Modern Effect Pedals that Conjure Far-Out, 1960s-Style Tones

July 26th, 2012

By Damian Fanelli and Josh Hart

Many guitar players — at some point — can’t help but fall under the spell of the sounds found on classic rock albums of the mid- to late ’60s.

Players like Jimi Hendrix, Eric Clapton, Jeff Beck, Jimmy Page, Pete Townshend and Robby Krieger were synonymous with wah, fuzz, univibe and/or tremolo. Throw George Harrison and Brian Jones into the mix and you get sitars and other sound- (and mind-) altering effects. They were always experimenting, changing things up, trying to outdo each other.

Modern players who are obsessed with classic ’60s rock sounds can glue their eyes to eBay, waiting for pricey, hard-to-find vintage gear to show up. Or they can check out these five easy-to-find, modern effect pedals, as chosen by a group of Guitar World and Guitar Aficionado staffers including Gear Editor Paul Riario.

FOR THE OTHER THREE PEDALS, CHECK OUT THE FULL STORY HERE!


Vox V846-HW Hand-Wired Wah Wah

Stop, children, what’s that sound? … Well, if we’re talking about the ’60s (and we are), it’s probably Jimi Hendrix playing “Voodoo Child (Slight Return)” on a Fender Strat through a Vox V846 Wah Wah pedal.

Vox actually created the first wah pedal in the ’60s, spawning an army of imitators that continues to grow, NAMM after NAMM. Back in the day, the Vox wah and its competitors found their way into the hands — or in this case, the feet — of countless top-notch rock guitarists, from Hendrix to Jeff Beck to Jimmy Page to Eric Clapton. But again, Vox was there first.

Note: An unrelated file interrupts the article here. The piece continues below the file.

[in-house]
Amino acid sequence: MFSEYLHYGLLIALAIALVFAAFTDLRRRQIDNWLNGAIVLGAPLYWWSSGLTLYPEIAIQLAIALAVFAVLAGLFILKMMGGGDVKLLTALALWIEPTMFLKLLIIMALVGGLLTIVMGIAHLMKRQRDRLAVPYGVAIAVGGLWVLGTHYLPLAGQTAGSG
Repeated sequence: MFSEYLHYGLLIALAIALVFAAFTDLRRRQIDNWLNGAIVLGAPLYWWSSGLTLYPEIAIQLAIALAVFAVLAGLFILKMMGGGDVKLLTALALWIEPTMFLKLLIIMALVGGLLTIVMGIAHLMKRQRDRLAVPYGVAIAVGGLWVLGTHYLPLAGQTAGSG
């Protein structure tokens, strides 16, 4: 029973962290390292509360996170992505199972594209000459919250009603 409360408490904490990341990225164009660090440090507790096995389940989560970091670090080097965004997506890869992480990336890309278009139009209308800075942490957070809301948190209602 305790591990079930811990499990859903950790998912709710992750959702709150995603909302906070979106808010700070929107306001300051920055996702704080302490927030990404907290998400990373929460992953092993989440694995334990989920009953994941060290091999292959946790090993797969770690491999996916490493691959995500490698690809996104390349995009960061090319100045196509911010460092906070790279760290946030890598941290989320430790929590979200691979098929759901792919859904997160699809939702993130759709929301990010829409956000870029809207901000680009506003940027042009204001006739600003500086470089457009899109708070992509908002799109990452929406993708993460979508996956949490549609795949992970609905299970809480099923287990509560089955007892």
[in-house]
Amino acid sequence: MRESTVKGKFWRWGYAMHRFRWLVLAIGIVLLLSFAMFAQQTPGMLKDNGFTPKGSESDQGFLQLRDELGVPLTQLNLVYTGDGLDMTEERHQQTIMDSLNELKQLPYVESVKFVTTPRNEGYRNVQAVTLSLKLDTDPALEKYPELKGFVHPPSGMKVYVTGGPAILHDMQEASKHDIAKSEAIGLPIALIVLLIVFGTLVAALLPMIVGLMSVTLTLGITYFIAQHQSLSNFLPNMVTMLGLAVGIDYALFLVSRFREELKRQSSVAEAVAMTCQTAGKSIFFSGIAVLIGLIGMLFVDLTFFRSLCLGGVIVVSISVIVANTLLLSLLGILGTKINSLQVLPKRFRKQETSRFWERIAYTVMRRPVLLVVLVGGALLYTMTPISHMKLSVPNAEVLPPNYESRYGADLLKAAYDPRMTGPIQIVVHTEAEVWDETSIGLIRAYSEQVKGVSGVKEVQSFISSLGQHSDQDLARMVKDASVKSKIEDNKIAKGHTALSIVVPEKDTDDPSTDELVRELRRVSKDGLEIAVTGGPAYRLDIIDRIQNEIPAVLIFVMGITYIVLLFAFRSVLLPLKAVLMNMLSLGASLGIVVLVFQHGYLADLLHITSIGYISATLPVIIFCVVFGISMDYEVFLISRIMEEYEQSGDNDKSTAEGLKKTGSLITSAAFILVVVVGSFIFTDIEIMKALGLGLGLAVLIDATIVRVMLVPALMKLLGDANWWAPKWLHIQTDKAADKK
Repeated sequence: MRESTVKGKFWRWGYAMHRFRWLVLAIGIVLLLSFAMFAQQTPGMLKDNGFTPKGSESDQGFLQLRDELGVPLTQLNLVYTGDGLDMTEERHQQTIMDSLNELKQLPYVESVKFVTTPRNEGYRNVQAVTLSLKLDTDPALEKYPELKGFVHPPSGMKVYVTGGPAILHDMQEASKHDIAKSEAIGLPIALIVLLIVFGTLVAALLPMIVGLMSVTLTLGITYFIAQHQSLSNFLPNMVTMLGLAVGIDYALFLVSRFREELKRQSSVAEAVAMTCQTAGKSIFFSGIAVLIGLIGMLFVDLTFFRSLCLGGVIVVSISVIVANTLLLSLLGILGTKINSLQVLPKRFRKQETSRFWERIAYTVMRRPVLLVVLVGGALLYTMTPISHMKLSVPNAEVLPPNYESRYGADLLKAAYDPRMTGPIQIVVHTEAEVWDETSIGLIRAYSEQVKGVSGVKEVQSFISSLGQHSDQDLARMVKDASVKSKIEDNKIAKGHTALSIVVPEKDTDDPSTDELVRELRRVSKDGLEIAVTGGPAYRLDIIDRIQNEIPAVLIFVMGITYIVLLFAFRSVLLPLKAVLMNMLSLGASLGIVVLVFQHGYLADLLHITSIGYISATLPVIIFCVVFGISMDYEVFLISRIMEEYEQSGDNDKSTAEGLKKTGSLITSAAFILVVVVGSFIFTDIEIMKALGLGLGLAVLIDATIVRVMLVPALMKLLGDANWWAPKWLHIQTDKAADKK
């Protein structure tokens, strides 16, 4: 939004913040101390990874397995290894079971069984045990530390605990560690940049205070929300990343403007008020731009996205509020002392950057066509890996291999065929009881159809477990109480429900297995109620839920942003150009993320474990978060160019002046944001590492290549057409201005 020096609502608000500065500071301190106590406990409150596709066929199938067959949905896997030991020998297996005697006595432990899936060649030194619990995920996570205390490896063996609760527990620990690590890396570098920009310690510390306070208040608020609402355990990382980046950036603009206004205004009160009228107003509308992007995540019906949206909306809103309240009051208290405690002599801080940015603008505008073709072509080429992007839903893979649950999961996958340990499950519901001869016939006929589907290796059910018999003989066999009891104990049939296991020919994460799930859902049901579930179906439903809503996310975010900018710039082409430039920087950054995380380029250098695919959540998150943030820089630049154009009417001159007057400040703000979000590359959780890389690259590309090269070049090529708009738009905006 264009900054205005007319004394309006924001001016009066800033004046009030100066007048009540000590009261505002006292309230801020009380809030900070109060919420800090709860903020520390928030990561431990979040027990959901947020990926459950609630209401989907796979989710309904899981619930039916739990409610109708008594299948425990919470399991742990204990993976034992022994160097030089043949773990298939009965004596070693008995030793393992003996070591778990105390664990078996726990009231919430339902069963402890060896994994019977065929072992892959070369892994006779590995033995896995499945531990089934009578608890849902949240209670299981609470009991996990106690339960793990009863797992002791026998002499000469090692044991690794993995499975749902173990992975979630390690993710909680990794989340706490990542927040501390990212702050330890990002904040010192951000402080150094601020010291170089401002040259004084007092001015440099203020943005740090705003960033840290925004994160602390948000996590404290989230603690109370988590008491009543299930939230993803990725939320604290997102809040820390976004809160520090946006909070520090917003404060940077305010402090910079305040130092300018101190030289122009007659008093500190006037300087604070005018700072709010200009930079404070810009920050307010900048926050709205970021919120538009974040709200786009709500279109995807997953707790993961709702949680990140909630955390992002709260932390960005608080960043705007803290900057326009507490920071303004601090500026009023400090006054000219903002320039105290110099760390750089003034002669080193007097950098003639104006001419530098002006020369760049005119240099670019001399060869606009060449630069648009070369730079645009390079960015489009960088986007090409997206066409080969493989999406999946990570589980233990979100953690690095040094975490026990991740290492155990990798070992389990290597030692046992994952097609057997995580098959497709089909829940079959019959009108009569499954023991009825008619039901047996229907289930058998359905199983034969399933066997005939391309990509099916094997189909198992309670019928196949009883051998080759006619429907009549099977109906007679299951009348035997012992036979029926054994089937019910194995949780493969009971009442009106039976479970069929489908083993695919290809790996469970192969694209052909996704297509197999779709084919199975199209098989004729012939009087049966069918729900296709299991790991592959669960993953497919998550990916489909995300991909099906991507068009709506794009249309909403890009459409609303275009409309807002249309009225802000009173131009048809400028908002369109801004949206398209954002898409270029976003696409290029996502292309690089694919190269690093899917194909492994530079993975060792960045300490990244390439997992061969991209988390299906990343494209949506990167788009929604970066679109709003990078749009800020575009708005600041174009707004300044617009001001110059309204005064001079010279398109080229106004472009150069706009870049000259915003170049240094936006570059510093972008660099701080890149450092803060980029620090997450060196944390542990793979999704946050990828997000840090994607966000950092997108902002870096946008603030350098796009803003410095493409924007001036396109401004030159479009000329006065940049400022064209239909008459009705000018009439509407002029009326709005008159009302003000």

In 2011, the company issued its V846-HW Hand-Wired Wah Wah Pedal, which does a fine job of capturing the tone, feel and weight of the original Vox pedal. Every component in the new model — inductors, resistors, capacitors and the potentiometer — is carefully selected. And like its name suggests, each unit features hand-wired turret board construction with no printed circuit boards. The only difference is a true bypass, a handy update for modern players.

MSRP: $329 | Check out this pedal at voxamps.com.

FOR THE OTHER THREE PEDALS, CHECK OUT THE FULL STORY HERE!


Dunlop Jimi Hendrix Fuzz Face

The ’60s may have started out clean, but by the end of the decade there were some pretty gnarly distortion and fuzz sounds filling clubs and arenas around the world.

Among the most distinctive fuzz tones of the late ’60s undoubtedly belonged to Jimi Hendrix, who utilized a Dallas Arbiter Fuzz Face to add that extra layer of dirt to his already gritty brand of hard blues. Unless you’re quick on the draw with your eBay bids or simply owned one back in the day, you won’t have much luck finding Hendrix’s original fuzz source these days, but fortunately Dunlop has produced a faithful replica in the Dunlop Jimi Hendrix Fuzz Face.

Hand-wired and built around a BC108 silicon transistor, the Hendrix Fuzz Face is nothing less than a meticulous reproduction of the original pedal, one you’ll need if you’ll want to summon your inner-voodoo child.

And if a Tone Bender is more your thing, check out the OC81D Williams Vintage Tone MK11 Professional, as used by Ben King, the current Yardbirds guitarist.

MSRP: $257 | Check out this pedal at jimdunlop.com.

FOR THE OTHER THREE PEDALS, CHECK OUT THE FULL STORY HERE!

Can’t get enough gear? Check out the 2013 Guitar World Buyer’s Guide. It’s available now at the Guitar World Online Store.

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